Around Slovakia

Man killed at traditional pig slaughter
Czech tourist falls to her death in west Tatras
Another Czech tourist dies in mountains
Mobile phone thieves caught with ringing evidence
Skinhead festival guarded by police force of 300
Slovak tea banned by Czechs for fear of poisoning
Slovaks succumb to Russia in Davis Cup
VÚB branch robbed of 750,000 crowns in Petržalka
Kissing couples set new Guinness World Record

Man killed at traditional pig slaughter

Jozef Ď., a 36 year-old from Môťová, near Zvolen, was killed at a traditional local pig-killing February 11 when, according to police, a pistol belonging to his 31 year old brother Ľubomír accidently discharged a round.
Police said the gun fell out of Ľubomír's pocket as the two men entered a pig sty, and accidentally fired, hitting Jozef in the chest. He died en route to hospital. Police said Ľubomír would be charged with unlawful killing and illegal arms possession.

Czech tourist falls to her death in west Tatras

A 26 year-old Czech woman fell to her death on February 2 when she lost her footing on icy terrain and plummeted 250 metres down a cliff in the western High Tatras. The woman had been climbing Banikov Peak when she slipped, and failed to grab the safety chains on the trail.
Mountain rescuers began a search for the body that afternoon, but were hampered by high avalanche danger, strong winds and falling darkness. They resumed the search the next morning and recovered the body at 10:00. The Czech woman had been with five friends on a several-day hike along the western Tatras crest.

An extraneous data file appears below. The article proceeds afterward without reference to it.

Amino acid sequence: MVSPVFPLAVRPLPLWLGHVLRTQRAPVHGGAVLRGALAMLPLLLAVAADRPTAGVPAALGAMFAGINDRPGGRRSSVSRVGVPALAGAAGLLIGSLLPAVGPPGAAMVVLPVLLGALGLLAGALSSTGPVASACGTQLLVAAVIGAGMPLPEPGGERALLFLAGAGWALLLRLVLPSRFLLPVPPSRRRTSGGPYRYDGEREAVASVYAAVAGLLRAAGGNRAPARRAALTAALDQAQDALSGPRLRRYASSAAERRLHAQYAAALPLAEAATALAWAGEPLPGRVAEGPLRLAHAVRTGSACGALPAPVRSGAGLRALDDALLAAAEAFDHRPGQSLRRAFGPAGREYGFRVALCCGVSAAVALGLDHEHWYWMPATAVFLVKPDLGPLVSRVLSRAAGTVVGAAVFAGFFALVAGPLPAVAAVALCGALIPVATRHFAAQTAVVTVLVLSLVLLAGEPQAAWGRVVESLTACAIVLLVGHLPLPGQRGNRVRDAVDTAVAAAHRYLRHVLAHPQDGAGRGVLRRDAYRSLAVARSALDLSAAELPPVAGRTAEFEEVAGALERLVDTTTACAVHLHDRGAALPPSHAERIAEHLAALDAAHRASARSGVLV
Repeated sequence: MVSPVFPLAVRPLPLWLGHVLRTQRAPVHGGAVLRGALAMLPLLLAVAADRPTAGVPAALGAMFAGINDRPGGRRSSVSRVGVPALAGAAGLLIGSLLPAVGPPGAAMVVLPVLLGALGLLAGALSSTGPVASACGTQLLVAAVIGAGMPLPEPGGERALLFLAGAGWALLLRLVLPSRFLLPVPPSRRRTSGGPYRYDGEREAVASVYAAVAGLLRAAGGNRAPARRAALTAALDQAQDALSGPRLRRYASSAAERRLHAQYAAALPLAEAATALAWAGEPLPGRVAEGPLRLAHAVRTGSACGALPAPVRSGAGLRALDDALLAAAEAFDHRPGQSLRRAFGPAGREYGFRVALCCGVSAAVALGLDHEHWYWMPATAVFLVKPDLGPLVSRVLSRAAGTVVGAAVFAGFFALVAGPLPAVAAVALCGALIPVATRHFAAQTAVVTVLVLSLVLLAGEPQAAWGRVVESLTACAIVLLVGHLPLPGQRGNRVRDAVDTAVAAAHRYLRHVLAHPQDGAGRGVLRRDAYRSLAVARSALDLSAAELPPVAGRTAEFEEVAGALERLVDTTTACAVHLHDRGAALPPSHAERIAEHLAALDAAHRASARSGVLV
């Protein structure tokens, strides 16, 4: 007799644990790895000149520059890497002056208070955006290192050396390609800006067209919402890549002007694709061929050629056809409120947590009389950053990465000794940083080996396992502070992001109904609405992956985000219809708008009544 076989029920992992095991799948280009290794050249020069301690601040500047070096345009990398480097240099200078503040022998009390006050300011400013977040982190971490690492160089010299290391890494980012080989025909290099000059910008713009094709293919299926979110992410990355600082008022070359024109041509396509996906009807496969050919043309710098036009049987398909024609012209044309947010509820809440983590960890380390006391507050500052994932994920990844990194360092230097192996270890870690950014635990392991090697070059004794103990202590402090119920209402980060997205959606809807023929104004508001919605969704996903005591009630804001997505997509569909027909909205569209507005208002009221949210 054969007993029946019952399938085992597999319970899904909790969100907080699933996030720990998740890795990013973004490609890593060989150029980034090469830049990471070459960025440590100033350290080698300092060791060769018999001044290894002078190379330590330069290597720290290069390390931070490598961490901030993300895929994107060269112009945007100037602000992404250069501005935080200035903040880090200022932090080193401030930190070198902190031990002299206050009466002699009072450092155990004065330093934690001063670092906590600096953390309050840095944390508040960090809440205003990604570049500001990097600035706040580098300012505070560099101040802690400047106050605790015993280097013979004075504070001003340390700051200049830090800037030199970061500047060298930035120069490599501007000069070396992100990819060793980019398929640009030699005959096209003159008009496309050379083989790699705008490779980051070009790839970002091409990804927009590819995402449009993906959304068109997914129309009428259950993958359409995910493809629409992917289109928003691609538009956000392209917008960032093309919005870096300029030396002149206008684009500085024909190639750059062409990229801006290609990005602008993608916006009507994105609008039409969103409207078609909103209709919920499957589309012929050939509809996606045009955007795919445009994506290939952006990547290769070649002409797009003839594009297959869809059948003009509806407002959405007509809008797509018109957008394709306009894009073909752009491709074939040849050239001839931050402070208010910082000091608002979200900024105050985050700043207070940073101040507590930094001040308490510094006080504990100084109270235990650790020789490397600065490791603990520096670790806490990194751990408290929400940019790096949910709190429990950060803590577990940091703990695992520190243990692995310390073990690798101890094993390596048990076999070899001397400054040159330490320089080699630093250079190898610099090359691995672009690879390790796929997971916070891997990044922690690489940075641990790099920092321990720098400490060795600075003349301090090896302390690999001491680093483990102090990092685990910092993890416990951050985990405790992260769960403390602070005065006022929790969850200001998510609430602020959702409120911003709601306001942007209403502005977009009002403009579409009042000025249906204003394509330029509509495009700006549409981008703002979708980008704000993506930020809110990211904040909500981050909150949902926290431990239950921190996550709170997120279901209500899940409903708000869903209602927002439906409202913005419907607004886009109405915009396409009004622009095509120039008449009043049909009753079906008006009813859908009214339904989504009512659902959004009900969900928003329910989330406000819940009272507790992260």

Vysoké Tatry
Another Czech tourist dies in mountains

While climbing Malý Kežmarský peak in the High Tatras, one of two Czech mountain climbers fell to his death from a cliff during the evening hours on February 6. Almost 20 rescuers from the Tatra Mountain Rescue Service immediately set out to aid the climber, who survived the intial fall.
The rescue team, however, was unable to sustain the man en route to hospital over the rough mountain terrain. The effort lasted all night.
The Czech man becomes the third victim of the mountains to fall to his or her death since the new year, said Tatra Rescue Service Chief Jozef Janiga.

Mobile phone thieves caught with ringing evidence

A Žilina couple with a child were caught having stolen a mobile phone when, as they denied the theft to a policeman, the victim's phone began ringing.
The couple reportedly sat down next to a man on a trolley bus. When the man got off, he realised that his mobile phone was missing and ran after the culprits, who denied the theft. A policeman saw the argument and intervened. As the family denied being in possession of any mobiles, the stolen phone began ringing. The police returned the phone to its rightful owner and arrested the pair.

Spišský Hrušov
Skinhead festival guarded by police force of 300

An equal number of police officers guarded approximately 300 skinheads who arrived in Spišský Hrušov near Prešov for a weekend festival of international skinhead bands February 9 to February 11. Police said that skinheads from Poland, Russia, Ukraine, Hungary, Czech Republic and Britain attended the festival.
Police turned back an 86-strong group of Polish skinheads and 9 Germans at borders because "these young men simply refused to respect the laws of this country and were causing problems at the border check", an official said. No major violations of public order occurred during the concerts.